While the Washington Nationals made a big splash in the offseason by signing Max Scherzer to a seven-year, $210 million contract, adding him to an already impressive starting rotation, they were done in over the weekend by the Los Angeles Dodgers’ pair of aces.
Clayton Kershaw muscled his way through eight innings of scoreless work, striking out 14 along the way, which set a season high and came within one strikeout of tying his career high. The performance led to Nationals right fielder and 2015 MVP candidate Bryce Harper calling Kershaw the best pitcher in baseball.
Harper went 0-for-3 against Kershaw with three strikeouts. His lone hit was a two-run home run in the ninth inning of Kenley Jansen. The Nationals then got a look at Zack Greinke on Sunday, who arguably was the best pitcher through the first half of the season.
All Greinke did to follow in Kershaw’s footsteps was set his own season high with 11 strikeouts over eight scoreless innings. Harper finished 0-for-2 with two strikeouts and one walk against Greinke; Harper reached on an infield single in the ninth with J.P. Howell on the mound.
While Greinke dazzled in a similar manner to that of Kershaw, Harper wasn’t nearly as quick to heap praise on the right-hander, via Chase Hughes of CSN Washington:
I think he was okay. When you’re getting five to six inches off of the plate, you better win the game,” Harper said. “For me, I don’t think he was very tough. He’s a great pitcher, he does what he does, but when you’re getting six inches off the plate it’s pretty tough to face him.”
Harper went on to soften his stance, though still pointed to a future matchup as reason why he wasn’t quite as complimentary:
He’s a good pitcher. He’s doing what he’s doing to help that team over there, but I don’t want to give him too much credit because I’ve gotta face him again. That’s the biggest thing. I don’t really want to give him too much credit because of that reason, but he’s a damn good pitcher,” Harper said. Harper was asked what he thought of Greinke’s streak and he couldn’t offer much of an answer: “I don’t know, I don’t watch him so I have no idea what he’s doing. I couldn’t tell you. Maybe ask some people on the west. I don’t really watch him, so.”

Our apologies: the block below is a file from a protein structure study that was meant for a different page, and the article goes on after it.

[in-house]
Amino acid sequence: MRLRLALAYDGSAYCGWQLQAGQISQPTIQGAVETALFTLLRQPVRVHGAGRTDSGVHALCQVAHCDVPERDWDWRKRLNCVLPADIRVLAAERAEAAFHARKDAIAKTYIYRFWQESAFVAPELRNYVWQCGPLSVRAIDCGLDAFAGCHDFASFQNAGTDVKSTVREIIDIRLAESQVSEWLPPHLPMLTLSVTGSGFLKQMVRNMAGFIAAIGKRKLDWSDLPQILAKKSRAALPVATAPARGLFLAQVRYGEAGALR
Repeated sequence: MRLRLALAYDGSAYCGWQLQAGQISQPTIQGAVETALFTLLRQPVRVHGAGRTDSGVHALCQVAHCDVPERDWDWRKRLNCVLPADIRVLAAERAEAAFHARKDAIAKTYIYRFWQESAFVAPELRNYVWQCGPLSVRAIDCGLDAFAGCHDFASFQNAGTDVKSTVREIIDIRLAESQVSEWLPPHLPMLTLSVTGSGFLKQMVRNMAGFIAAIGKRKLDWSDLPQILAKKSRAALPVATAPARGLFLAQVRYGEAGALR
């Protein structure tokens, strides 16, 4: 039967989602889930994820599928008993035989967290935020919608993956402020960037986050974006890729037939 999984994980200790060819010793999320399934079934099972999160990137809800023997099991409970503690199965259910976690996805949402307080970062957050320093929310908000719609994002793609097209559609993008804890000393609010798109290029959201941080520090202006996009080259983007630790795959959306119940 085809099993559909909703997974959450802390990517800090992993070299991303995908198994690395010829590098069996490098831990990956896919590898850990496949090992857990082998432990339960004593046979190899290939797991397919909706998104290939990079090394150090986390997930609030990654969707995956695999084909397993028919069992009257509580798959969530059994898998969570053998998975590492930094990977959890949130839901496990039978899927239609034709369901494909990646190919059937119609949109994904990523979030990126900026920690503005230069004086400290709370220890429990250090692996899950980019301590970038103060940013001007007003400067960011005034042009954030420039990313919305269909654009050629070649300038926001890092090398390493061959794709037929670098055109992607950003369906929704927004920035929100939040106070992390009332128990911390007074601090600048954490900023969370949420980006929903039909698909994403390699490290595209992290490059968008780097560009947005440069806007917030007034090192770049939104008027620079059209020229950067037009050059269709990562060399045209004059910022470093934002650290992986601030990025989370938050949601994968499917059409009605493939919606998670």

As it stands, Greinke is scheduled to start a three-game series opener Aug. 10 against the Nationals at Dodger Stadium. Kershaw currently isn’t lined up to faced Washington during that series. Max Scherzer, the other ace in Sunday’s tilt didn’t hesitate to give Greinke the edge in their head-to-head battle, according to Bill Ladson of MLB.com:
Giving up only one run is good, but good is not good enough when you’re going up against Greinke and what he’s doing right now,” Scherzer said. “He just completely shut us down. He was throwing the ball outstanding and I wasn’t able to match him.”
Sunday’s home plate Bill Miller did at times have a generous strike zone, though it didn’t necessarily appear to favor one team or the other. A called strike three on Alberto Callaspo in the second inning elicited a yell from Kershaw, who was sitting on the top step in the dugout.
Moreover, as a pitcher who’s established himself as one with good — if not great — command, Greinke tends to get the benefit of the doubt more times than not when nibbling on the corners of the plate. Greinke’s scoreless streak now sits at 43.2 innings and he owns baseball’s best ERA (1.30), the lowest batting average against (.187) and the second-lowest WHIP (0.82).